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Old 09-29-18, 08:22 AM
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Originally Posted by Witterings View Post
It's a Gravel bike ... I have a 29er which the previous owner upgraded to hydraulics and are brilliant brakes, I got a cost of upgrading the bike to hydraulic from the BB7's and it was about 450 / 550 including labour (105's) which with the initial cost of the bike of 400 a brand new one's only 1250 and I'm sure of I wait a while the new models due to come out fairly soon after so might be able to get it at a discount so just doesn't make sense.

If however I could just pay he 400 and be happy with it that'd be my preferred option, I guess I'm looking at the worse case scenario and options if I didn't like it.

The answer would be go and ride it but if I were selling a 2nd hand bike that I'd cleaned I wouldn't want someone taking it for a test ride across where it's wet and is the only real way I'll be able to see what the difference and where hydraulics make a real difference.
For both mtb and road versions (gravel uses the road version), I think the hydros are nicer to use. However, I think the difference is greater for the road versions, mostly because the road versions of the BB7 do not work as well as the mtb version, and I suspect that is due to the shorter cable pull (and thus higher tension on the cables, which mean more flex in the cables/housing, which makes the brakes mushier).

That said, I have bb7s on my road/gravel bike, and they work fine and I prefer them over rim brakes. There is no way I am going to fork over the money for a new set of brakes plus new shifters to get hydros.


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Old 09-29-18, 08:34 AM
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Hydros are definitely better than the cables.

That said, I have cables... the hydros have the "towers" on the grips and I can't get comfortable on them, they just don't fit right.
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Old 09-29-18, 08:53 AM
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Originally Posted by Witterings View Post
How much difference would I notice between BB7 brakes and a set of hydraulics, I've found a 2nd hand bike I like and the cost up upgrading isn't worth it as it almost makes up the difference of buying a new bile with warranty etc. and I'd be gutted to buy it and find they weren't great wishing I'd spent the extra.
They're not great. You'll wish you spent the extra.
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Old 09-29-18, 09:17 AM
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BB7 brakes have been stopping me and my trike (roughly 200# total weight) for well over 30,000 miles with only occasional pad changes and infrequent adjustments. Like others, I can lock the front wheels if necessary. Only caveat is I live in flat country and don't ride mountains.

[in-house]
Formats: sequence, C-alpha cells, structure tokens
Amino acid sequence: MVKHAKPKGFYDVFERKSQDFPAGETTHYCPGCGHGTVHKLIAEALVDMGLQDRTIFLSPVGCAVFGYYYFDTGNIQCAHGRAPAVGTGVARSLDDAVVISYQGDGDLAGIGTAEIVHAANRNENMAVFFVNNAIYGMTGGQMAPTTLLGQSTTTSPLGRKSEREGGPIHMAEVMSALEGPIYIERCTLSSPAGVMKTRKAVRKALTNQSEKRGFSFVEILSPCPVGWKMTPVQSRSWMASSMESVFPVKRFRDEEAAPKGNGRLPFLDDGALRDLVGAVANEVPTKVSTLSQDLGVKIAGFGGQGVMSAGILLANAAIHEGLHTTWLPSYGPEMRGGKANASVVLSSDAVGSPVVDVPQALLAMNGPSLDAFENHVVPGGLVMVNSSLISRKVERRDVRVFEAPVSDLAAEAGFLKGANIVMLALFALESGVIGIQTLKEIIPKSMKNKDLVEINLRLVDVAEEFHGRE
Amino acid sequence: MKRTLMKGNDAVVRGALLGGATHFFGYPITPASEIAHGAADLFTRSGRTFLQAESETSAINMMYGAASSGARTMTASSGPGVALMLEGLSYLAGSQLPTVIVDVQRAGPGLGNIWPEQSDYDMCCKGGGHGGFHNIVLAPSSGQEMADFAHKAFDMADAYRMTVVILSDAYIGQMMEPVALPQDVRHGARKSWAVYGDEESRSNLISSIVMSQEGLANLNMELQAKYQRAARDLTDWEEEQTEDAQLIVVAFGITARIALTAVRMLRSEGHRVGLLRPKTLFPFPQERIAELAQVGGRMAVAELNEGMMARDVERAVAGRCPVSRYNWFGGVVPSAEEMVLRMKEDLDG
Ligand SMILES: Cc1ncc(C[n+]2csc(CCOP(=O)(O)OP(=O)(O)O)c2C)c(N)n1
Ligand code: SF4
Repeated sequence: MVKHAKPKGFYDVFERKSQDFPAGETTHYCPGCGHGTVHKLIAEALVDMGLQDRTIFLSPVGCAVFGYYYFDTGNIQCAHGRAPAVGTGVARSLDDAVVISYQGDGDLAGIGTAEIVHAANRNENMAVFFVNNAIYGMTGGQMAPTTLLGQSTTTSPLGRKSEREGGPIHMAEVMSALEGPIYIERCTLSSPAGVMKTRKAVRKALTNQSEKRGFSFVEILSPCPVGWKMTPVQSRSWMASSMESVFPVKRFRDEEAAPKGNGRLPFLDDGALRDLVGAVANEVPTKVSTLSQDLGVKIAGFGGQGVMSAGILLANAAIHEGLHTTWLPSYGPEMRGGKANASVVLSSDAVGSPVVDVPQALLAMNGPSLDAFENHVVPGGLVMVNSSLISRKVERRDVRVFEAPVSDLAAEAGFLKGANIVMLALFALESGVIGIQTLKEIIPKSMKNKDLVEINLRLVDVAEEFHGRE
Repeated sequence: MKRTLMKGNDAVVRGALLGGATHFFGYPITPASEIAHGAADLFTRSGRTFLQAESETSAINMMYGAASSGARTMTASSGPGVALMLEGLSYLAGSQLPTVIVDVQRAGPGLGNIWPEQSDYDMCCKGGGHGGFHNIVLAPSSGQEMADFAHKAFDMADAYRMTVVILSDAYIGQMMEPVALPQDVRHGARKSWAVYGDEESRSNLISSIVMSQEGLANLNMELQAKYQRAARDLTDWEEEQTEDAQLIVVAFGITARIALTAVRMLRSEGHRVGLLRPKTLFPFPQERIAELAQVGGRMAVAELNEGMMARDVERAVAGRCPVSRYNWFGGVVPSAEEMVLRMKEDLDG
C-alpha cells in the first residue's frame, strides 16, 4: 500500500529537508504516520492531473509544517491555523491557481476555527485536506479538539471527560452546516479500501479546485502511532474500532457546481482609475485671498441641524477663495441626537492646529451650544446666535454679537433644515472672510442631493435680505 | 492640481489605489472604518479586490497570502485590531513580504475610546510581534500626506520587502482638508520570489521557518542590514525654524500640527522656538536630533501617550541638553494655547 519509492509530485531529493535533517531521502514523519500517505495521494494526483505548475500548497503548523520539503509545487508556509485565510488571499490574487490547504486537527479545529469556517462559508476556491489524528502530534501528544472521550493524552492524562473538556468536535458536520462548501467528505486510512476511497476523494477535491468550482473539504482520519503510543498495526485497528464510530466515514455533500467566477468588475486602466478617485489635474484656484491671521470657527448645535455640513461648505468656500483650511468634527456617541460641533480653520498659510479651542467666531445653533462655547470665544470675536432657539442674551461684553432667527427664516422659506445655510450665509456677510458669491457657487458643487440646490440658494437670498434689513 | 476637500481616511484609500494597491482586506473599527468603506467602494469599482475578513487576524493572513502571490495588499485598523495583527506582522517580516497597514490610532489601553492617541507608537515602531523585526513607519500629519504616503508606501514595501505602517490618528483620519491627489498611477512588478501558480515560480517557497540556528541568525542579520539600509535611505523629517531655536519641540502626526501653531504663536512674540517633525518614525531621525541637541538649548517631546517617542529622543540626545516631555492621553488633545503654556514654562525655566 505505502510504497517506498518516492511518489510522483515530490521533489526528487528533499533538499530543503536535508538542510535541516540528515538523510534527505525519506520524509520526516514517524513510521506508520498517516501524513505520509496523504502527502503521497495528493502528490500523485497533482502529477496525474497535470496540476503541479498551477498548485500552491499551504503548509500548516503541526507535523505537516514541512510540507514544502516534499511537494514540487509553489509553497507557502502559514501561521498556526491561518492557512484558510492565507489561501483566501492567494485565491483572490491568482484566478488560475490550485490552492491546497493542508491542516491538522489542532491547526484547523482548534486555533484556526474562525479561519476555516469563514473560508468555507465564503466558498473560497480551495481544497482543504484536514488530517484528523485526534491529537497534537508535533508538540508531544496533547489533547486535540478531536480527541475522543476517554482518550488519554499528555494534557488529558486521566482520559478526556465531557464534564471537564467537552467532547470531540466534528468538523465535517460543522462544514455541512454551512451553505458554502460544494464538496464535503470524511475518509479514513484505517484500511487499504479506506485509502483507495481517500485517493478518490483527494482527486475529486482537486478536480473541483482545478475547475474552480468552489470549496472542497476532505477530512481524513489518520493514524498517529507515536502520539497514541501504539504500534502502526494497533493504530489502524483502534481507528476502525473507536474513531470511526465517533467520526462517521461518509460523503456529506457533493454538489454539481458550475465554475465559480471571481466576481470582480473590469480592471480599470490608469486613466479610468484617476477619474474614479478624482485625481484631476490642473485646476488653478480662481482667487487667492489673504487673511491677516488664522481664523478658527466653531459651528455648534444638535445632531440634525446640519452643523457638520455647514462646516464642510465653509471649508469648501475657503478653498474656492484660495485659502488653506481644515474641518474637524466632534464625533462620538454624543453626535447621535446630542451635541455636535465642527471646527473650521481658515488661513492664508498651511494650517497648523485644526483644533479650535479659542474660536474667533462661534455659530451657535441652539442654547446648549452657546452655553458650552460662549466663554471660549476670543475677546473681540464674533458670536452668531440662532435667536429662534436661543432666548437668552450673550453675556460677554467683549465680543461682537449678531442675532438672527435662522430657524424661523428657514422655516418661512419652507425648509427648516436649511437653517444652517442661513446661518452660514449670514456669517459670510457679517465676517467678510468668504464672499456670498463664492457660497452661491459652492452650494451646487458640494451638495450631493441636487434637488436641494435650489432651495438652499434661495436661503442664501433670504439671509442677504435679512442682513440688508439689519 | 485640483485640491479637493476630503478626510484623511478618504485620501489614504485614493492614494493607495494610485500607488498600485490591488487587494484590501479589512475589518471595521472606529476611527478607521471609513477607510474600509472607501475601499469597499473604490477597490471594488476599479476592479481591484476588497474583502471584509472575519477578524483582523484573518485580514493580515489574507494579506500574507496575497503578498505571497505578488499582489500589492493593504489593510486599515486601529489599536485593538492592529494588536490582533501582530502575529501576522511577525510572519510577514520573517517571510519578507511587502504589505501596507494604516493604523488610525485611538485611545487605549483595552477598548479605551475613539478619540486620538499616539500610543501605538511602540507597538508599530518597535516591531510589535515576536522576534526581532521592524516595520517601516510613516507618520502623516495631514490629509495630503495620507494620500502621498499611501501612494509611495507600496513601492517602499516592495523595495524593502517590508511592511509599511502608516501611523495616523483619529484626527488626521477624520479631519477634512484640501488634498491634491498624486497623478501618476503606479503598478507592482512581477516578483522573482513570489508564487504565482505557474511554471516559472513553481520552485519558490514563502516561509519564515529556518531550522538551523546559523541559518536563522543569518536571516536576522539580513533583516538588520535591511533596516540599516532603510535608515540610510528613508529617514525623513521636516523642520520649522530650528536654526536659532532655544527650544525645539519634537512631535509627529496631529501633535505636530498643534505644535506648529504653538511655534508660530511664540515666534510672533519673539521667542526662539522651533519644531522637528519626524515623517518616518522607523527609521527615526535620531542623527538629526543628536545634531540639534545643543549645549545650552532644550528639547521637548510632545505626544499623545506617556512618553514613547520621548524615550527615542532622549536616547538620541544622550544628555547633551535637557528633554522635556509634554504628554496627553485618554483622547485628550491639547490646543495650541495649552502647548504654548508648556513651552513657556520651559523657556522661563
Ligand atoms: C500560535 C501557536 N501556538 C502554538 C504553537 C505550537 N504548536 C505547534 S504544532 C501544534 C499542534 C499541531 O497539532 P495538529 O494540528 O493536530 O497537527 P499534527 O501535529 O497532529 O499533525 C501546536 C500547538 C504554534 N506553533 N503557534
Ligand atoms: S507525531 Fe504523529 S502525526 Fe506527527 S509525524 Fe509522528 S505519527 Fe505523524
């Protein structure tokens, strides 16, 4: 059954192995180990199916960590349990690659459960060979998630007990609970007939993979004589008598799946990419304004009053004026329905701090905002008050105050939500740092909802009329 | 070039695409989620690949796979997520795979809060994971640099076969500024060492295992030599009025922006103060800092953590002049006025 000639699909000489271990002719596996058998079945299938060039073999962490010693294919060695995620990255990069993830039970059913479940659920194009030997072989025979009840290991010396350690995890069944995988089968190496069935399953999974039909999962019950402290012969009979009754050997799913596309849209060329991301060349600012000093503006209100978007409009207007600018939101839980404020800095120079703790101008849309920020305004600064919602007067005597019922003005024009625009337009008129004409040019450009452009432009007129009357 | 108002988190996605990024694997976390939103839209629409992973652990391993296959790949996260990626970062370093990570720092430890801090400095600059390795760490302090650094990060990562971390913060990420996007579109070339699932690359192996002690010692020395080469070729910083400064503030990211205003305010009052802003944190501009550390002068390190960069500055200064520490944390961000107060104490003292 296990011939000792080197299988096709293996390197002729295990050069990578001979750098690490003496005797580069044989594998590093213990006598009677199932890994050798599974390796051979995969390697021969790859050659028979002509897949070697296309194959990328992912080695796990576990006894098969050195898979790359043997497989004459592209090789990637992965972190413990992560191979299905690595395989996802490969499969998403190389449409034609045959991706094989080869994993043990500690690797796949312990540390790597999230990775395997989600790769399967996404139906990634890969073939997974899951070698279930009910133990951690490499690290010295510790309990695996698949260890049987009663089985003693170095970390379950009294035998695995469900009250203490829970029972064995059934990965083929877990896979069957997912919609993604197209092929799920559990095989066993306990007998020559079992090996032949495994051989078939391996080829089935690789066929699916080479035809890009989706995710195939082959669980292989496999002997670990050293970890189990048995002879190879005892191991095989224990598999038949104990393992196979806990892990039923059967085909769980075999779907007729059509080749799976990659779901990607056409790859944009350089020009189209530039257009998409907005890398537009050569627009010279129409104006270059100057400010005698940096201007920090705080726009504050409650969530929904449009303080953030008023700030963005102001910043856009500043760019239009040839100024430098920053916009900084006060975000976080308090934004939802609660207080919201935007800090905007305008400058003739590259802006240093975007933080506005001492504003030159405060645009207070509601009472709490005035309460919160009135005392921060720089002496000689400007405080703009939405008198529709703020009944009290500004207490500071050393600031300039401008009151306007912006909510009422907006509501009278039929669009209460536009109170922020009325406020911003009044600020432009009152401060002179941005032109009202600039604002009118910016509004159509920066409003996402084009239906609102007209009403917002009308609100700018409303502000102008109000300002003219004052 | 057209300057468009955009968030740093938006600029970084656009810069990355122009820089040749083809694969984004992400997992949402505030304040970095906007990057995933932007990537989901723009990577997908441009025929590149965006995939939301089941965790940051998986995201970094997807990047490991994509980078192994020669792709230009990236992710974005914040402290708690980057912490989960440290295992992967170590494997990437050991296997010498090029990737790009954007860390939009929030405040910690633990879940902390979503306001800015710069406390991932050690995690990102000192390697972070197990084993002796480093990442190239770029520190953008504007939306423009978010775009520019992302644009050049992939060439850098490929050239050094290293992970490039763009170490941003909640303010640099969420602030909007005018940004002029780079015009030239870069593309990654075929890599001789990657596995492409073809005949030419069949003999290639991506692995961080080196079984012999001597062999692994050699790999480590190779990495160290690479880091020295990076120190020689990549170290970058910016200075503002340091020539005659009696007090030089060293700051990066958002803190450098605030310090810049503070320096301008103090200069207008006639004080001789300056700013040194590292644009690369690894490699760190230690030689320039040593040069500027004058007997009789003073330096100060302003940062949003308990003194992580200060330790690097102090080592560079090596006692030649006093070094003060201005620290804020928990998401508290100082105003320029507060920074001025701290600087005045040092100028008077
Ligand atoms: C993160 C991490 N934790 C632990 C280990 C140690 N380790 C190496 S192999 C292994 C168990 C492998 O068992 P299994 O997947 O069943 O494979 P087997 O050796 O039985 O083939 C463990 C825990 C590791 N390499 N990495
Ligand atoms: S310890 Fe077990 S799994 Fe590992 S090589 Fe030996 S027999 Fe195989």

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Old 09-29-18, 09:40 AM
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I would go hydraulic unless doing long distance touring in which case I would do TRP Spyres or if I really wanted a single piston design Paul Klampers. Hydraulics are just getting better and better especially for drop bars, no longer do you need really odd shaped levers as they are getting more and more sleek and compact.

If you were not going to change to hydraulic then I would upgrade cables and housing to something like the Elite Link housing from Jagwire or Yokozuna Compressionless housing. I would also get some high quality pads as well. The TRP stock pads worked but the Swissstop pads seem to be better.
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Old 09-29-18, 09:43 AM
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Originally Posted by Reco Very View Post
I too have "been there, done that" with hydro's. You can not put the bike in extended storage and expect working brakes after.
I bought a used mtn bike in 2011 with xtr hydro brakes and ride it at most a few times a year the rest of the time it sits in my garage. I've never done any maintenance to the brakes and they still work perfectly. I don't see why you would need to flush the brake fluid every year. Even on a car that's overkill.
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Old 09-29-18, 10:21 AM
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BTW, even though hydros are nicer to use, there are still arguments to be made for mechanicals.

My experience with the two types is that when everything is working correctly, hydros are less maintenance due to the fact that they self-adjust the pads.

BB7s are particularly fiddly to adjust compared to something like Spyers/Spykes does to only one pad moving. But once you get the hang of it, it takes less than a minute to adjust. On my mtb I might fiddle with them every few rides, on the road bike every 10-20 rides (I live in the hills). I could adjust them less often (and most folks probably do) but I am pretty particular about how they feel.

However, while hydros are generally less maintenance, when there ARE problems, they are generally a bigger pain to deal with.

Let me put it this way: In 17 years of using BB7s, I have never once missed a ride or had to finish a ride with a brake not working. In 6 years of using hydros, I have missed many days and on three occassions finished a ride with a non-functioning or compromised brake.

So for me, I go with hydros on my 5 mountain bike, but mechanicals on my road/gravel bike. Ive just accepted that the MTB is a very high maintenace machine. For the road/gravel bike, I like the simplicity of the mechs, and I only need to adjust the pads once every month or two.